Animals · Rescue · Uncategorized

Cat Catcher Extrodinaire (I am not)…


I awake to the thunderous sound of hard rain against my bedroom window.  I bolt upright, for once not having to shake off a sleepy fog. I’m alert and already throwing off covers and jamming my feet  into tennis shoes. My thoughts are of whatever small animal has managed to get caught in the trap I set last night.  Poor thing! It must be drenched already, and I’m trying to remember if I had hidden the trap  far enough in the underbrush to protect whatever got caught.   I brush my teeth, don’t bother to drag a comb through my bed-head hair, and keys in hand, head out to my car.

All the while I’m driving in the rain, I think about Timmy cat.  I am half hoping that mission is accomplished and he’s been successfully trapped, and half hoping that NO poor, unfortunate animal has been trapped and is now, forlorn and scared, in a cage. Exposed to the rain. Mother Nature is not cooperating this morning.  It’s hard enough for me to scrunch up my courage to fight the thick underbrush, fearing poison ivy and all creepy crawlies….and to tentatively approach the trap in the dead of night with only a sliver of moon shining through deformed branches and eerie moss hanging from dead trees.  My footsteps crunch along a bed of dry, fallen leaves…magnified in the silence of a quiet night.  Any manner of wild creatures could hear my approach and there goes any chance of trapping Timmy.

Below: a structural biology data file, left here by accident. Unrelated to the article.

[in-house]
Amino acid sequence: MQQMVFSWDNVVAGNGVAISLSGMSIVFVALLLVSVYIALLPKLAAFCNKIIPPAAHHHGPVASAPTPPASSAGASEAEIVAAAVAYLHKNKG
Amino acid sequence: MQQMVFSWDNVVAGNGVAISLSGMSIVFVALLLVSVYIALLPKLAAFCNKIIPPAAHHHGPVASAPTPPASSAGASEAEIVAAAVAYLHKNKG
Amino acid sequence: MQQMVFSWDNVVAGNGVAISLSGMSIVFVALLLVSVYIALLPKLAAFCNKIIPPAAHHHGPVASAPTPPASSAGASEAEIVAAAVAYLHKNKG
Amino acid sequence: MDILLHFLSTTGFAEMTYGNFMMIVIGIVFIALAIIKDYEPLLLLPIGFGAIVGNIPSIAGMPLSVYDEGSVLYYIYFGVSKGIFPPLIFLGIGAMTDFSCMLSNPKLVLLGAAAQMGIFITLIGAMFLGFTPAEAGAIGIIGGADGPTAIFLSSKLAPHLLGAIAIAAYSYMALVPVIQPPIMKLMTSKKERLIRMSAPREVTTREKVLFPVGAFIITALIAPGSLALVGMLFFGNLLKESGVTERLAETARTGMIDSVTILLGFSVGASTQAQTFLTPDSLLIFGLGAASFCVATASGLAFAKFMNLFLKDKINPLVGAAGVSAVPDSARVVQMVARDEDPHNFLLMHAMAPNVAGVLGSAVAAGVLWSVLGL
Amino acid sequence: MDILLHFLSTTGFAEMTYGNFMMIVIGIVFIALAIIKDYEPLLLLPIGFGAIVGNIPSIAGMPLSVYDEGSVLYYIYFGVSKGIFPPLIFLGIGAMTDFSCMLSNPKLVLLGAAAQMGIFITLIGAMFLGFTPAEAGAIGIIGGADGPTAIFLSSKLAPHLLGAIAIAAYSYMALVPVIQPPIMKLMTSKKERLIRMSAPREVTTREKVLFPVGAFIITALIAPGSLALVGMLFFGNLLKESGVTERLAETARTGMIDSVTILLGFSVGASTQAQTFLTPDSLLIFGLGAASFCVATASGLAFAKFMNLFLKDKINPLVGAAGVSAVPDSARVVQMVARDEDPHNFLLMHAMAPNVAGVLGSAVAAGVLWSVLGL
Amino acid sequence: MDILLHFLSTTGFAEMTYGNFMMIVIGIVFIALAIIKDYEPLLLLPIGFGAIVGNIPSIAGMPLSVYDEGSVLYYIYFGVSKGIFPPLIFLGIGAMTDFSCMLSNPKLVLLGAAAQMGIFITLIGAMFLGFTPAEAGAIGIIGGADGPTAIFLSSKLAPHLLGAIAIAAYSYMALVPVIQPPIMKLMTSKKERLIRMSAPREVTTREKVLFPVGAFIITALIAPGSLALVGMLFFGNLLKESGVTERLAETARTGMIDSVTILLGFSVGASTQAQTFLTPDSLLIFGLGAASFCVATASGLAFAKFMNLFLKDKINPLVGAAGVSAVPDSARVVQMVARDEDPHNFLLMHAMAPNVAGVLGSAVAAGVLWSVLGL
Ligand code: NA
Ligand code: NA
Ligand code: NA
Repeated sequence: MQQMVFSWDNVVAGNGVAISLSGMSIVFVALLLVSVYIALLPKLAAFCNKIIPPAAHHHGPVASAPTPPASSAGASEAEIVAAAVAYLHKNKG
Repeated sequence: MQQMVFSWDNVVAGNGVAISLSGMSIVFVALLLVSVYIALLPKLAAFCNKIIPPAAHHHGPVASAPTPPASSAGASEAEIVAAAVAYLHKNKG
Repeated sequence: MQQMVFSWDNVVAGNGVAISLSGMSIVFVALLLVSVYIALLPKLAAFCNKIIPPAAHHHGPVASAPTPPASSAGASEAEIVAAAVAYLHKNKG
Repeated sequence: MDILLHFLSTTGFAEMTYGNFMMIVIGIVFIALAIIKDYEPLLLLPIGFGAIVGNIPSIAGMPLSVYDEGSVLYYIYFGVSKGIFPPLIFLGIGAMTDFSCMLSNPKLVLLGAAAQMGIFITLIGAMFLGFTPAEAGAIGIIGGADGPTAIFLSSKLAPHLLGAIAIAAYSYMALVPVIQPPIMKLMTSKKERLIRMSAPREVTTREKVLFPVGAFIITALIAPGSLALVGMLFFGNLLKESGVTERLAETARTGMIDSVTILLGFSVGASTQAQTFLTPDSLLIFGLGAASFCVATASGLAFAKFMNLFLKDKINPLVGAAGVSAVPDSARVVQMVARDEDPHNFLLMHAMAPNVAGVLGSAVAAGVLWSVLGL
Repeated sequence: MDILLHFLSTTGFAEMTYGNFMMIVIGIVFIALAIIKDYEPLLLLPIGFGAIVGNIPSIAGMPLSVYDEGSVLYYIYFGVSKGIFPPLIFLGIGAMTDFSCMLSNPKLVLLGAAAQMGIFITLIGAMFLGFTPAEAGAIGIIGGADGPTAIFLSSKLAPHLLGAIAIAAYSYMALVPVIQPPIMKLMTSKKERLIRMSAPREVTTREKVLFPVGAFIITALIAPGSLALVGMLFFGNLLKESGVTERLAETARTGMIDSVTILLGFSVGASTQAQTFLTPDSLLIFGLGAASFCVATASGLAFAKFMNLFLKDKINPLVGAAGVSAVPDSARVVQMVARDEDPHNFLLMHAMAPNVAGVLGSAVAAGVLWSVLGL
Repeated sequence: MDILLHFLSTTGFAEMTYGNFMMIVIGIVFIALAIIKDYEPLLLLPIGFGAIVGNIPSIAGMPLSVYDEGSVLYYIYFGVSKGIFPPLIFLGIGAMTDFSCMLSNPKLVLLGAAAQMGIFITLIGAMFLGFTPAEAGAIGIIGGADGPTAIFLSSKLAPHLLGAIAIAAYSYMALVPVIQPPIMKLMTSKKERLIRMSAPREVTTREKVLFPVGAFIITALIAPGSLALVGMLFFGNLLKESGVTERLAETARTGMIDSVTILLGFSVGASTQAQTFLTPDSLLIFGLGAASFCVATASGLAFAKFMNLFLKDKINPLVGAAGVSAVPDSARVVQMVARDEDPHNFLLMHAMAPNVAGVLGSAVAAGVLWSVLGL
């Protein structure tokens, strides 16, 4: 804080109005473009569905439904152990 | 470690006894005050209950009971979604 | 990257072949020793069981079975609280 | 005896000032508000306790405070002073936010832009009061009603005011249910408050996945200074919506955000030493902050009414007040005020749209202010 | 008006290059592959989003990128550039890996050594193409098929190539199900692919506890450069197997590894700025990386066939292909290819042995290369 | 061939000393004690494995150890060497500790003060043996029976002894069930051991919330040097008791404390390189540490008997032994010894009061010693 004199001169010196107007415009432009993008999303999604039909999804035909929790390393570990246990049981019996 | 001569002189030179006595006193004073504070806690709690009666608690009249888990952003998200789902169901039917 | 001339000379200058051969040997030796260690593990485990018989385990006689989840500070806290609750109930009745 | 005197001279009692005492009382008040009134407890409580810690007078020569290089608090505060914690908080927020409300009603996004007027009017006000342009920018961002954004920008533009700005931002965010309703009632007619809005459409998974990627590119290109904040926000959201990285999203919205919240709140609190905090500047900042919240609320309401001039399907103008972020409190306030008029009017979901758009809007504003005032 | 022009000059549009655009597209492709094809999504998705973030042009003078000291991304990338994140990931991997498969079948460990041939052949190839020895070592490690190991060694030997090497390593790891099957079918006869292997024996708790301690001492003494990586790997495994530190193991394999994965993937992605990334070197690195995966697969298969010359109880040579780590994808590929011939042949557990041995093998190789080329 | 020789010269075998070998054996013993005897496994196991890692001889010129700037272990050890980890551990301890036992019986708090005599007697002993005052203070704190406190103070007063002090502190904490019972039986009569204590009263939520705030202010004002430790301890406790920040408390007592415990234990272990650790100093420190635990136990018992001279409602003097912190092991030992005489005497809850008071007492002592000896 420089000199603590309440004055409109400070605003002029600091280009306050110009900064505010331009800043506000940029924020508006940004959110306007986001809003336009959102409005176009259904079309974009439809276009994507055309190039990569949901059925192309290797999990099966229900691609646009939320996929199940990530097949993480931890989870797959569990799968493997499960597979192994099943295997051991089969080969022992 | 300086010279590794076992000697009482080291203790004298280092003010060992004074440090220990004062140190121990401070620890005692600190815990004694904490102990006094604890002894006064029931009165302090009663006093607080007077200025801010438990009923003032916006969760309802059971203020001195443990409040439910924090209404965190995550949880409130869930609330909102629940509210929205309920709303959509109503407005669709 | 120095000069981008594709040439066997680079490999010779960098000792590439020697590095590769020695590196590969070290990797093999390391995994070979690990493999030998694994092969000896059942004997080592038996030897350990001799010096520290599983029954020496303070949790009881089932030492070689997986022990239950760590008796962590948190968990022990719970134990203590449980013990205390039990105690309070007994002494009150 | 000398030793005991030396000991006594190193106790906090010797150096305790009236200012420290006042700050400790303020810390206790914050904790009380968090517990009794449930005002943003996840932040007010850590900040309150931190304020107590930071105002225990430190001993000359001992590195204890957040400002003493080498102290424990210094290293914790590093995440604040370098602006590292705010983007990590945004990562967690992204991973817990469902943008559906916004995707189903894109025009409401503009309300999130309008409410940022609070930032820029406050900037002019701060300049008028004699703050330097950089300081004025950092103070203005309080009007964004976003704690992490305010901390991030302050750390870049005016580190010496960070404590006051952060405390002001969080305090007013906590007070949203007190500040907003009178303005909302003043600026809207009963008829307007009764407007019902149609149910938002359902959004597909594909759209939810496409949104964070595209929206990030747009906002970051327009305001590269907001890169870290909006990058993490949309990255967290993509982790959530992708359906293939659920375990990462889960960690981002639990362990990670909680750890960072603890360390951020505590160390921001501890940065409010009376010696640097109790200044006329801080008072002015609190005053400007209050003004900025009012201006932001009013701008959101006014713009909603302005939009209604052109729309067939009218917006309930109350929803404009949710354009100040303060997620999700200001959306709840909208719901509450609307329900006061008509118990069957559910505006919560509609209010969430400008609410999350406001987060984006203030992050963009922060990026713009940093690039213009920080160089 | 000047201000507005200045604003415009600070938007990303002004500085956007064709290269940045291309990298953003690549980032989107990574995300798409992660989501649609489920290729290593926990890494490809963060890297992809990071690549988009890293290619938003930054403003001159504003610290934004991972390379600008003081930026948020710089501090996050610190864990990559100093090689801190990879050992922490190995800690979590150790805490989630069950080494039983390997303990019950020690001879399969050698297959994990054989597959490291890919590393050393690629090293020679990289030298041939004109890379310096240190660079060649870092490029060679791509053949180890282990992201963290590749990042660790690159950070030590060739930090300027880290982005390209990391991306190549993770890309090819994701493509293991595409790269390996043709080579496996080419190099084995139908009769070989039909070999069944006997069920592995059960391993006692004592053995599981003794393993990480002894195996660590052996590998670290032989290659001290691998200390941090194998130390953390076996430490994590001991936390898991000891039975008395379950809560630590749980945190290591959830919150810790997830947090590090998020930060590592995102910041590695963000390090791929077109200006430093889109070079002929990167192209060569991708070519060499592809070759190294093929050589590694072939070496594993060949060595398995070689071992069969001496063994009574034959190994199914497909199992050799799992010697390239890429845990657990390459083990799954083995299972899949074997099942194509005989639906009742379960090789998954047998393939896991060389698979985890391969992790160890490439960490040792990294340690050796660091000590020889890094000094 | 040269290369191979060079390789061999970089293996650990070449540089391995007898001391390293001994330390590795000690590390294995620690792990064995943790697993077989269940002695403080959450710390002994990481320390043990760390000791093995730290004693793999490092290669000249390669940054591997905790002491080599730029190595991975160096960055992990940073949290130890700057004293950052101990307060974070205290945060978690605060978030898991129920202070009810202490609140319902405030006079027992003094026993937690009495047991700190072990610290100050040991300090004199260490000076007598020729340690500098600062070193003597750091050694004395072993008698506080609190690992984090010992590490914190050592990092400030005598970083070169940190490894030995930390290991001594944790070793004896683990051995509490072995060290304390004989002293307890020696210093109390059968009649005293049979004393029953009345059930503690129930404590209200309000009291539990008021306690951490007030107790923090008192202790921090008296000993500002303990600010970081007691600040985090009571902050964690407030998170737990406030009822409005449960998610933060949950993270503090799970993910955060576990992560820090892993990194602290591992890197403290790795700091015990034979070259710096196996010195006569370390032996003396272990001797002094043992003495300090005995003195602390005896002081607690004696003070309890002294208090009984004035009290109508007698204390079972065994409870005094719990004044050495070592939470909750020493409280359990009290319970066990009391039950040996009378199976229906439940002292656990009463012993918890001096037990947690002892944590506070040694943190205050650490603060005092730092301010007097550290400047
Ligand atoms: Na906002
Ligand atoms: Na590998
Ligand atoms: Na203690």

My Timmy is Jack’s Boy…and that’s a whole story in itself.  Timmy, like Jack, just showed up in my backyard one day and I have been feeding him ever since.  No, I am not a crazy cat lady…but apparently I am a woman who can’t turn her back on a stray waif who is obviously hungry given their pitiful meows.  Oh no, I am not that woman.  So, after forming a mutually meaningful relationship and gaining his trust, we bond. (Believe me, that’s easy to do when the first time I pick little Timmy up for a cuddle, he wraps his small paw around my neck and oh boy, there goes my heart).  Welcome home I whisper into his soft fur as we snuggle.

So, needless to say, Timmy becomes part of our household. Did I mention that my household already has three other cats? Oh, what’s one more for a good hearted, cat lovin’ woman? Introducing a new cat into our home has not been without it’s challenges.  Especially when one of the other cats has been the alpha male.  (There’s actually another male, Boots, but since he’s much smaller, he had no interest in asserting his male dominance and is quite happy to chase butterflies in the backyard). He leaves all the manly cat activities to the big O.  (That’s  O for Orange cat in case you’re wondering). Things that Orange is actually quite adept at, stalking and killing squirrels being one of his particular skill set.  (And there’s a whole other story right there).


So back to my Timmy.  When he missed several days of free feedings at my house, I began to worry…soon worry turned to activity as I began to walk my neighborhood at all hours calling his name like a fisherwoman. When that didn’t work, I took to driving around in the car, banging his food bowl with a spoon outside the open window.  (Sorry, neighbors).  I expanded my searching by prowling around at all hours of night with only a small book light for a flashlight. (Why is there never a real flashlight when I need one?)  I ventured into places unknown and probably only ever inhabited by little woodland creatures.  I leave no bush unturned.